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Lethbridge Herald Newspaper Archives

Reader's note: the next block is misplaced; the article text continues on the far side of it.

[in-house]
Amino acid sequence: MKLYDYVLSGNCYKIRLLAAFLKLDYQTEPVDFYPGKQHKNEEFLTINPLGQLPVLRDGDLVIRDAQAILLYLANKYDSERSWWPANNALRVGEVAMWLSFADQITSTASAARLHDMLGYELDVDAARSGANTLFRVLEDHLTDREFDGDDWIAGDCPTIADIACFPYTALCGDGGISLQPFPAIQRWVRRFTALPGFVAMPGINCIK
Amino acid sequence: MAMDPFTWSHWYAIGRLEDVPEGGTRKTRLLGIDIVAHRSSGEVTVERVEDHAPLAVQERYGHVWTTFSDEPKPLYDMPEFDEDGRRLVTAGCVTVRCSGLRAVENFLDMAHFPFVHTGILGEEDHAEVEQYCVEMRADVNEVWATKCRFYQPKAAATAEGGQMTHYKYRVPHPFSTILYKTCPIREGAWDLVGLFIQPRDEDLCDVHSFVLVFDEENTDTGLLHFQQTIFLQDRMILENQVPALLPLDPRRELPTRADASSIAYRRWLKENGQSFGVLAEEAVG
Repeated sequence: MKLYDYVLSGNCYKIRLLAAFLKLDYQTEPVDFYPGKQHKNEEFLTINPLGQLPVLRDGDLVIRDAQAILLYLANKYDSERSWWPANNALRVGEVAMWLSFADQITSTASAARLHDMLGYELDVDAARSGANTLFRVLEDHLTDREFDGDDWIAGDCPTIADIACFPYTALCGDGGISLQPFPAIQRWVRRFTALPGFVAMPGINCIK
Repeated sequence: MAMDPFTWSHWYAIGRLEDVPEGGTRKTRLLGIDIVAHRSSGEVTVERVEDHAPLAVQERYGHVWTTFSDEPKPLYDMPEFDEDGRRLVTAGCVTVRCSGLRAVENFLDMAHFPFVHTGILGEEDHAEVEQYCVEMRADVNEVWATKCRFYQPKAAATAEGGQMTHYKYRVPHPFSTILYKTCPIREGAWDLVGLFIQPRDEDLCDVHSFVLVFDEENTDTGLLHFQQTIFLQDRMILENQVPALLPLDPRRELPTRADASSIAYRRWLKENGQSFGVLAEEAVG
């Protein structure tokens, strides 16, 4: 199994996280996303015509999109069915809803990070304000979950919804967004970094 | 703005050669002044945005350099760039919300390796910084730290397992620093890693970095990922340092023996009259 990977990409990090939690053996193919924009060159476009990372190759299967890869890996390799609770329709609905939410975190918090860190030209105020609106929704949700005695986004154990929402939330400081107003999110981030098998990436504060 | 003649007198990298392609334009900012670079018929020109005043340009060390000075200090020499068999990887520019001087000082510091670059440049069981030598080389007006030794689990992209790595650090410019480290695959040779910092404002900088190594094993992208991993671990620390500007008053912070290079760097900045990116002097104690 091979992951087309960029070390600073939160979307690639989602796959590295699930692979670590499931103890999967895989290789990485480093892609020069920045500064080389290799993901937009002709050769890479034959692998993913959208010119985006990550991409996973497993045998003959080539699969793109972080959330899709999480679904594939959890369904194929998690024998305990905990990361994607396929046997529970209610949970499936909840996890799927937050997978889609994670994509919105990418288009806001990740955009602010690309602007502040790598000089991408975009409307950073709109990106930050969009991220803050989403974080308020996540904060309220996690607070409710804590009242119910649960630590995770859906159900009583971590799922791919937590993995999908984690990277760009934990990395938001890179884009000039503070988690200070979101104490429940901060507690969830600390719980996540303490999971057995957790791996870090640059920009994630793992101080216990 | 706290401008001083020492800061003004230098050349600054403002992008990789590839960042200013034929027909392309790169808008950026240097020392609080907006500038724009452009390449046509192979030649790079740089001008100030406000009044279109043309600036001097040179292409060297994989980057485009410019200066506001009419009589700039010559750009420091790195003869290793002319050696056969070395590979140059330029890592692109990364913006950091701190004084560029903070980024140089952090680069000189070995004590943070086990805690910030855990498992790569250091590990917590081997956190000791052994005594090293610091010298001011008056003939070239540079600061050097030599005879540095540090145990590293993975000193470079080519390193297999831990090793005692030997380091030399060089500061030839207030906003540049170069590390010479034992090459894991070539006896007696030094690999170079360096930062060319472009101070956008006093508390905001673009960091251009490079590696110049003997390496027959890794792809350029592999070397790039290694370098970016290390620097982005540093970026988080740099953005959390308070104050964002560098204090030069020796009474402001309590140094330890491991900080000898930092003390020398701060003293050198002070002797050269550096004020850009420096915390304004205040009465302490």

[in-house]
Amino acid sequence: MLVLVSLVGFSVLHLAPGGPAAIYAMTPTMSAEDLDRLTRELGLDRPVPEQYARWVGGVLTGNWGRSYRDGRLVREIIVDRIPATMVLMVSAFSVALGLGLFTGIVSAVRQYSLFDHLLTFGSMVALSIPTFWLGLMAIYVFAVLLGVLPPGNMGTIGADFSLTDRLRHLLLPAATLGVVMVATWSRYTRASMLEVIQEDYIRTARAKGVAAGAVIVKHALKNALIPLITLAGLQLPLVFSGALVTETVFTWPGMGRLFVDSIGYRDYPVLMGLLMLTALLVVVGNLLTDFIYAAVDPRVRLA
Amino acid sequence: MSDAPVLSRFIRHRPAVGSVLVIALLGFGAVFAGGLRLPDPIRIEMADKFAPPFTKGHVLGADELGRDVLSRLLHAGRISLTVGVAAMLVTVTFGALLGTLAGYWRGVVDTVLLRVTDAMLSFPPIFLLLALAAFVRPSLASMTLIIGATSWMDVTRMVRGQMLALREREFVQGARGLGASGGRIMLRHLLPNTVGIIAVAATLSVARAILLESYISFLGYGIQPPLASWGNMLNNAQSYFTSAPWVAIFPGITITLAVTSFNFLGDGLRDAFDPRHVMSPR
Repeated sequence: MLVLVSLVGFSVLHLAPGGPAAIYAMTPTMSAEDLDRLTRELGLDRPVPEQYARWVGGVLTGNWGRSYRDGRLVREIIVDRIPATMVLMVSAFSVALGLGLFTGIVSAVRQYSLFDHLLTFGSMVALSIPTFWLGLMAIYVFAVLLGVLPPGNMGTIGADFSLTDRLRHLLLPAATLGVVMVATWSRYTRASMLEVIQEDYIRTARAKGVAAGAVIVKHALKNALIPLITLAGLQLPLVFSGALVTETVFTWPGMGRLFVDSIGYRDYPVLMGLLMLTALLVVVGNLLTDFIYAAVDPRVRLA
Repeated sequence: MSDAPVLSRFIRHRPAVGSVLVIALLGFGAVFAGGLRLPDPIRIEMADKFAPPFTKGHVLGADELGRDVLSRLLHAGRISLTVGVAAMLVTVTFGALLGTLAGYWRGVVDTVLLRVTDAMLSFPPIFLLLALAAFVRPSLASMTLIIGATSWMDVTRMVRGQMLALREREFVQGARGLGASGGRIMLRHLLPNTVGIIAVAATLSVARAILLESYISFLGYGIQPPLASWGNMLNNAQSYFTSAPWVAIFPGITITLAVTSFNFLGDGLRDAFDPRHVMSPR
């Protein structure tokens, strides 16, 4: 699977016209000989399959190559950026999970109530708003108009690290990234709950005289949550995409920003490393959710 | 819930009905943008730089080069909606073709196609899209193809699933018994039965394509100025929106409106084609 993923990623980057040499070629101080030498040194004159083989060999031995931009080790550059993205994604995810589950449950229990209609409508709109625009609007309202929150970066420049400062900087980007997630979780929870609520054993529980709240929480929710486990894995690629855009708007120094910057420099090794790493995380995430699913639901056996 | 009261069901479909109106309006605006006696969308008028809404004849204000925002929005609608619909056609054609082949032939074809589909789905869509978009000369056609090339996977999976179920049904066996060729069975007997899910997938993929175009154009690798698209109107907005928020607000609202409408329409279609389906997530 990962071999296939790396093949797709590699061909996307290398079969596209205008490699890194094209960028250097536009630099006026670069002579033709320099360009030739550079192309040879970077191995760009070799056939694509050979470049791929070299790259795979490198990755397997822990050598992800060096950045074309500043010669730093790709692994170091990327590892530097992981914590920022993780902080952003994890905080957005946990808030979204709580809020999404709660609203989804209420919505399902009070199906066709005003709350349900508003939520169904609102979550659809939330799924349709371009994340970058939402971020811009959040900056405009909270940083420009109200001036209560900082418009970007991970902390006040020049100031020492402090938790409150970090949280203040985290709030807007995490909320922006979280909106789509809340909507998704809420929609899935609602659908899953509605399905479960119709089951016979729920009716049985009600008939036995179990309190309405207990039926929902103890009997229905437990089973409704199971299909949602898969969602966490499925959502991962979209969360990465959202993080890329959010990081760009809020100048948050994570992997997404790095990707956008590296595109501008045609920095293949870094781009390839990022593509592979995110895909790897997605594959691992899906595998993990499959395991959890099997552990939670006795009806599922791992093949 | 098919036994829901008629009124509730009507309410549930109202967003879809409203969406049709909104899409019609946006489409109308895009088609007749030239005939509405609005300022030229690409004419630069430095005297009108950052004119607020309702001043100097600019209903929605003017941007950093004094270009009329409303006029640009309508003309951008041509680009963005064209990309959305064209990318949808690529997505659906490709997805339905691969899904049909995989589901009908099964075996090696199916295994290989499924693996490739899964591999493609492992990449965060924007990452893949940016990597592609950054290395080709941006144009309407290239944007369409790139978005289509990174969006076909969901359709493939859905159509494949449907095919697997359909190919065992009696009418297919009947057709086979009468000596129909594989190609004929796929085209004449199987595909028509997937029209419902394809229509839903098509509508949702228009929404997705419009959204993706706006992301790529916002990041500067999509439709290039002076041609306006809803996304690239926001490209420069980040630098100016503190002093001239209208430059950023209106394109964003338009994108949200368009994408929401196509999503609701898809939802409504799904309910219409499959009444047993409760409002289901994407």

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Lethbridge Herald, The (Newspaper) - October 30, 1970, Lethbridge, Alberta China-Soviet Relations Warm Up By VINCENT BUIST VIENNA Soviet Union's relations with China, while still far from cordial, have improved in recent months and propaganda exchanges between Peking and Moscow lack their former stridency. Possibly no party official either in Moscow or Pe- king expects this present lull to lead to a resumption of the normal relations which existed between the two Communist neighbors in the 1950s. The Soyiet Union still maintains some 30 fully- equipped divisions along the troubled border with .China, which, according to Western estimates, is more than it has in Europe. Western analysts continue to cast the Soviet Union and China in the role of traditional enemies. But no less an authority than President Nicolae Ceausescu of Romania has drawn world attention to the modest but perceptible improvement in relations between the two giants. Romania has deftly kept lines of communication open to both Moscow and Peking throughout the worst of the ideological 'quarrels and is in a good position to evaluate the Soviet-China situation. Agreements Possible Ceausescu told an interviewer recently that the im- provement in relations between China and the Soviet Union led him to believe that agreements on the state level could be reached between them. He did not elaborate but presumably he had in mind a resumption of trade which throughout the 1960s dropped to practically zero. Meanwhile, a chill has developed in the hitherto ex- panding relations between Moscow and Washington. Political analysts are concerned to diagnose this deterioration to determine whether there is a cause- and-effect relationship developing in the Moscow-Wash- ington-Peking triangle. Is the slowdown in negotiations in Europe and be- tween the U.S. and Russia due to deliberate manipula- tion by policymakers, or is it the result of outward pressures to which leaders on both sides are reacting. In all the main areas of negotiation between Mos- cow and the West there has been either a halt to pro- gress or a discernible worsening of hopes for agree- ment within an acceptable time scale. This is true in the Middle East, where the conflict is proving difficult for either Washington or Moscow to control. But in the Caribbean too, American officials claim- ed to have detected naval base construction in the Cuban port of Cienfuegos, perhaps for use by Soviet nuclear submarines equipped with missiles. U.S. Concerned An American statement said1 the U.S. would view with utmost seriousness a Soviet attempt to establish a strategic Base in this region. The Soviet Union denied planning to build a base, but the incident revived memories of the 1962 nuclear confrontation between former Kremlin leader Nikita Khrushchev and the late president Kennedy. In Europe, four-power talks to ease the situation of West Berlin hang fire. In Eastern Europe, the feeling that a new and unwelcome period of tension has opened up between the big powers has been reflected in party editorials. It is not clear whether the Kremlin has merely opt- ed for a period of wait-and-see, or whether it is apply- ing a brake to East-West developments as part of its policy of trying to cultivate the Peking leadership. Peking, of course, scornfully branded1 the August Soviet-West German non-agression treaty as a. second Munich pact and claimed that Moscow was seeking an accommodation with imperialism in order to be free to turn on China. Campus Barbs Called Unfair OTTAWA (CP) Prof. Donald Rowat, co-author of a report on relations between universities and govern- ments, has challenged recent unfavorable criticism of it by the Association of Universities and Colleges of Canada. But he said it demonstrates that the commission he headed, along with Prof. Rene Hurtubise, vice-rector at the Montreal campus of the University of Quebec, was independent of Us university associa- tion and the Canadian Association of University teach- ers. It was released in June. Prof. Rowat, in Carleton University's political sci- ence department, said in an interview the "vehemence of the attack" shows that (he association at least con-. siders the report important. But he called the criticism unfair and misleading. The university association earlier said its board is particularly disturbed that the report leaves an im- pression that universities and educational institutions are instruments of the provinces. It also called the report "too thin and general a study of the place of Hie university within the Cana- dian society." Prof. Rowat said [he commission's terms of refer- ence wore to conduct a general study. But he called the report itself "thick and particular." He said the report did not say universities are subject to provincial control. It recommended that the federal government continue its role in sponsoring re- search. The Canadian Association of University Teachers now lias a committee studying the report, completed with the aid ot a jl50.CSO.Ford Foundation, grant.. It "ill not comment until its study is completed. Pilots Nixon: It's Time Hardy To Shed Gloves Breed PRINCE ALBERT, Sask. (CP) Northern hush pilots are a hardy breed, as was proven again Friday when James Hamilton, 45, showed up at a remote Arctic weather sta- tion after being missing 30 days in the treeless, windswept bar- rens. The Prince Albert pilot walked into the department of transport weather station at En- nadai Lake, N.W.T., 600 miles northeast of here, and radioed his home base to send a helicop- ter to take some gasoline to his stranded aircraft. He said 'ne was in good shape and would fly himself out. Floyd Glass, general manager for Athabasca Airways, said Mr. Hamilton radioed Friday afternoon from the refuelling stop he had overflown in the fog Sept. 30. The pilot had been re. turning a charter helicopter after, a summer's work for ail oil company near Baker Lake, N.W.T. Canadian forces aircraft called off the search for the missing helicopter two weeks ago. "We were very, very sure he'd be Mrs. Hamilton said calmly in a telephone inter- view after hearing the news. "He's an experienced pilot and he knows how to look after him- self." Mr. Glass said the helicopter was equipped with a survival kit, rations for 48 days and a gun. Mr. Hamilton's story now will take its place among other northern sagas. Last November, John B. (Bev) Woslying, 47, walked 40 miles through, deep snow in a 19-day ordeal after his plane was forced to land on the Arctic coast near Inuvik. One of the most famous sto- ries is that of Robert Gauchie, 39, of Fort Smith, N.W.T, who was marooned for almost two JnonUis in 1967, on a windswept lake 850 miles north of Edmon- ton before being found. Seen and Heard ABOUT TOWN PHYSIOTHERAPIST and actor dancer Don Run- .quist explaining the hazards to muscle and sinew of a tricky cross over dance step being learned for My Fair Lady Pat and Kent Wood sitting sadly at break- fast after missing on an early morning contest call that could have meant winning nearly Hiniary Black telling fellow Grade 2 students of her elaborate Hal- loween costume as the "original hippie." Top Skier Killed LONDON, Ont. (CP) Bob Principe, 18, of London, one of Canada's top water skiers, was killed early today in a single- car accident near here. Prin- cipe, who won a gold medal in Uie slalom event at the Canada Games in Halifax in 1969, was killed when his car struck a hydro pole. SAN CLEMENTE, Calif. (AP) President Nixon, calling Tuesday's election "probably the. most important and decisive Senate election" in United States history, has appealed to tlie nation for a vote of confi- dence in himself and ms pro- grams. "Vote for those men who will vote for the president rather than against him so that the president can keep his, promises to you, the American Nixon told Republican par- tisans in Anaheim Convention Centre and television viewers across the country Friday night. The Republican national com- mittee purchased network time for a telecast of the speech in the wake of Thursday night's in cident at San Jose, Calif., in which rocks, bottles and eggs were hurled at the president. Nixon had said "the time has come to take the gloves off" and that he would discuss in the Anaheim speech "what America must do to end this wave of violence and terrorism." But he gave a toned-down version of the same basic speech he has been delivering in political swings about the country. TIME TO 'DRAW LINE' The president said, in refer- ring to the San Jose incident, that "it's time to draw, the line" against violent demonstrators and that the Republican candi- dates for whom he has spoken have taken a strong stand against "this kind of lawless- ness and this kind of violence." Nixon appealed to voters to "stand with these men who un- derstand the issues." After the speech, Press Secre- tary Ronald L. -Ziegler said Nixon would amplify his re- marks on the San Jose incident today in a speech at Phoenix, first stop on a four-state, windug political swing to Ari- zona, New Mexico, Nevada and Utah. ANTI-WAR RALLfe Anti-war rallies, parade and speeches were planned 14 dozens of United States cities today in what was "billed "a m a s si v e demonstration for peace" on the tve of Tuesday'i elections. In contrast, President Nixon will be honored in Salt Lake Medicine Hat MLA Fails In New Bid MEDICINE HAT (CP) Bill Wyse 36, of Medicine Hat won the Social Credit -nomina- tion for the provincial Medi- cine Hat-Redcliff riding Fri- day. Mr. Wyse, running for the first time, defeated John Schorr on the second ballot. It was the second defeat for Mr. Schorr. Harry Leinweber, present MLA for Medicine Hat, was el- iminated on the first ballot by the 324 voting delegates. Mr. Leinweber has represented the riding for 10 years. A fourth candidate, Mrs. Les-' ter MacKenzie, withdrew just before the convention. City tonight with "candlelight patriotic parade "which spon- sors say is expected to draw several thousand persons. Nixon will be in Utah on a campaign swing for Republican Senate candidates. Canadian Banks Cut Prime Rate TORONTO (CP) It will cost less to get a low- risk loan from Canada's chartered banks starting Mon- day. At the same, time the interest paid on savings de- posits also will go down. In some cases, it will also cost less to get a mort- gage loan. EFFECTIVE MONDAY All five major chartered banks announced Friday that their prime the interest charged on loans to their best will be per cent, down from eight per cent, effec- tive Monday. The interest paid on non- chequing savings accounts will be reduced to 5% from six per cent. Most banks also reduced the interest on chequing savings ac- counts to three from 3V4 per cent. POUR AT ONCE The Royal Bank of Canada, Canadian Imperial Bank Commerce, Bank of Nova Scotia and the Bank of Montreal made their announcements Friday. The Toronto Dominion, which Wednesday announced a prime rate cut to 1% per cent, fell into line and followed the other banks Friday with a cut to per cent. W. Earle McLaughlin, chair- man and president of the Royal Bank, said current market trends point towards lower in- terest rates generally. He said the Royal Bank had been consi- dering a half-point reduction in a few weeks. The reductions follow state- ments by Edgar Benson, federal finance minister, that he had North Can't Win Thieu SAIGON (AP) President Nguyen Van Thieu of South Vietnam told his countrymen today he will never surrender to held conversations wttfcbank of- ..the Communists or accept a co- WITCHFUL THINKING Virginia McGee, North- western Stats University lOphomora upper elementary education major from! Bossier City, prepares a pumpkin for Saturday's Halloween happenings in Natchitoches, Id. At midnight Ginger won't turn into a pumpkin how- ever she will be a year older as she celebrates her 19th birthday Sunday.. Black Bystanders Angry At Train Wreck Scene JOHANNESBURG (AP) Thirteen black South Africans died and 230 more were injured when a crowded commuter train crashed into the rear of a stationary passenger train at Dube station near here today. By noon, all the injured had been taken to hospital. A spokesman said most received only minor injuries and shock and were released after treat- ment. The two trains were carrying black South African workers from the township of Soweto to downtown Johannesburg. The ficials and urged1 them to consi- der adjusting their rates. OTHER ADJUSTMENTS The reductions in the leading rates will be followed by some adjustments in other rates. The Toronto Dominion re- duced the rate on term deposits of 30 to 365 days in amounts of more than to six per cent from The move by the banks also was followed by announcements from other financial institutions. Canada Trust-Huron and Erie reduced its interest on conven- tional mortgages for single- dwelling homes to 10 per cent from 1014. The rate on National Housing Act mortgages was re- duced to 10 per cent from loVi and the rate for multi-family dwellings was cut to 10% from The trust company also re- duced its rate on non-chequing savings accounts to six per cent from The Bank of British Columbia announced a reduction of its prime interest rate to per cent from eight per cent. The bank also announced a cut in non-chequing savings ac- count interest, to 5% per cent from per cent. crash happened about V a.m. just outside Dube station, which is in the Soweto area. Early rescue were hampered by angry crowds of blacks who flocked to the scene and began stcning ambulance men trying to free a white driver of one train who was trapped in the cab. Railway police urgently called in i inforcements to control the crowds. Whistles, and shouts broke from hundreds of onlook- i T ei-s when saw a railway po- A CCIflPTt t liceman throw a black news photographer to the ground. Cardston Police Have No Luck In Manhunt Claims Life alition? government and that North Vietnam has no chance to win the war. "The enemy has lost his initi- ative on the Thieu said in a 90-minute state-of-tlre- nation address. "He has lost practically all control over the population, and we will continue to destroy his political infra- structure. The Communists will lose and we will win." Meanwhile, more than 100 persons were reported dead and nearly homeless from floods that washed away ham- lets, roads and croplands along a wide stretch of South Viet- nam's northern coastal low- lands. The worst floods in six years also raised fears that the aban- donment of hamlets and villages would deal a setback to the gov- ernment's pacification program in the 168-mile-long plain, where 2.5 million people live, CONG MOVED IN Officials recalled that during earlier flood disasters, Viet Cong troops moved into villages as the waters began receding and took control while southern allied forces .were immobilized. Thieu emphasized that South' Vietnam stands ready to discuss a political settlement publicly or privately with the North Viet- namese and Viet Cong, but he said "our good will for peace" lias been met only with intran- sigence by the other side. He referred several times to his theory that the war will just "die out" or "fade away." By GERARD McNEIL MONTREAL (CP) Police arrested four more persons under the War Measures Act Friday, bringing the total since Oct. 16 to 409, but reported no luck in the massive manhunt for the terrorist kidnappers of James .Cross and Pierre La- porte. Warrants have been out for five men in the kidnap-stran- gling of Mr. Laporte, 49, Quebec labor minister. His body was found Oct. 38. Mr. Cross, also 48, British trade commissioner here, was kidnapped Oct. 5, five days be- fore Mr. Laporte, and appar- ently Was still alive the day after the labor 'minister was slain. Contents of a note received Tuesday night from the abduc- tors, members of the outlawed Front de Liberation du Quebec, haven't been divulged by police. Meanwhile pressure on the police to get results apparently is mounting. In the Commons, Solicitor-General George Me- flrsith, pressed by opposi- tion to explain why there have been no breaks in the case, said: "We often come to this kind of situation during an investiga- some, tion." Mr. Mcllraith said nearly 600 RCMP officers are working with provincial and city police in the manhunt, which involved wide- spread searches in Montreal and Repentigny, an eastern sub- urb. In Quebec, Premier Robert Bourassa also expressed impa- tience with the lack of results. Prime Minister. Tr.udeau was seen Friday night at-Montreal's Queen Elizabeth Hotel, where Premier Bourassa has a suite, but reporters were unable to confirm whether the two Had met. Mr. Trudeau's office said he was .visiting his mother and friends. The federal government is preparing a bill, to be intro- duced in the Commons next week, to supplunl the regula- tions of the Wa. Measures Act. Justice Minister Jerome Cho- quctte confirmed Friday that charges of treason, which car- ries the death penalty or life in prison, and sedition, up to 14 years, may be laid against The Bourassa government, aroused at the Laporte slaying, is said by informed sources to be pressing for suspension of jury trials in the expected FLQ cases. Mr. Bourassa, fending off crit- icism that his government over-reacted in seeking use of the War Measures Act to deal with "a state of apprehended in- surrection, said Friday night it would have beer! "stupefying to depend on normal methods. U.S. Airliner Forced To Cuba Fla. (AP) nine passengers who hoarded National Airlines Flight 43 to San Francisco from Miami found themselves in a Havana hotel today, the victims of n hi- jacker. In other developments: habeas corpus petition for release of Robert Lemieux, 29, lawyer who represented the FLQ in negotiations to trade the kidnapped men for the prison- ers, was presented Friday by lawyer Bernard Mergle. In Ottawa, Prime Minister Trudeau said the federal gov- ernment had had "solid infor- mation" a group of prominent Quebec citizens were talking about formation of a "pnri- sional" Quebec government tfter the Laporte kidnapping. He said, however, there was no evidence coup was planned and the federal government hadn't felt it necessary to take action. T.he Bourassa government was elected April 28. Hudon, 26, was sent- enced to 20 years in prison and fined or three additional years in jail for a series of "fund-raising" armed holdups for the FLQ. Hudon, sentenced to eight years in 1064 for armed robberies, was on parole when charged with the latest offences. Allan Red Crow, 46, of the TJnitprl Blood Reserve, died Saturday UUUU.I morning after an accident in- _ rri, volving his own car in a field lllC Ion near Cardston. I His wife, Mary, who suffered extensive injuries, is reported in satisfactory condition in the Blood Hospital. The name of the driver of the car is being withheld by Card- Eton RCMP who are investigat- ing the accident. Dr. Roy Spackman, coroner, has not made a decision on an inquest. EDMONTON (CP) The United Community Fund oE Edmonton has surpassed its goal for the first time in three, years, organizers announced here. The fund has more than million collected with addi- tional assured pledges of 136, for a total of The goal was UNITED APPEAL Countdown Objective To Go ;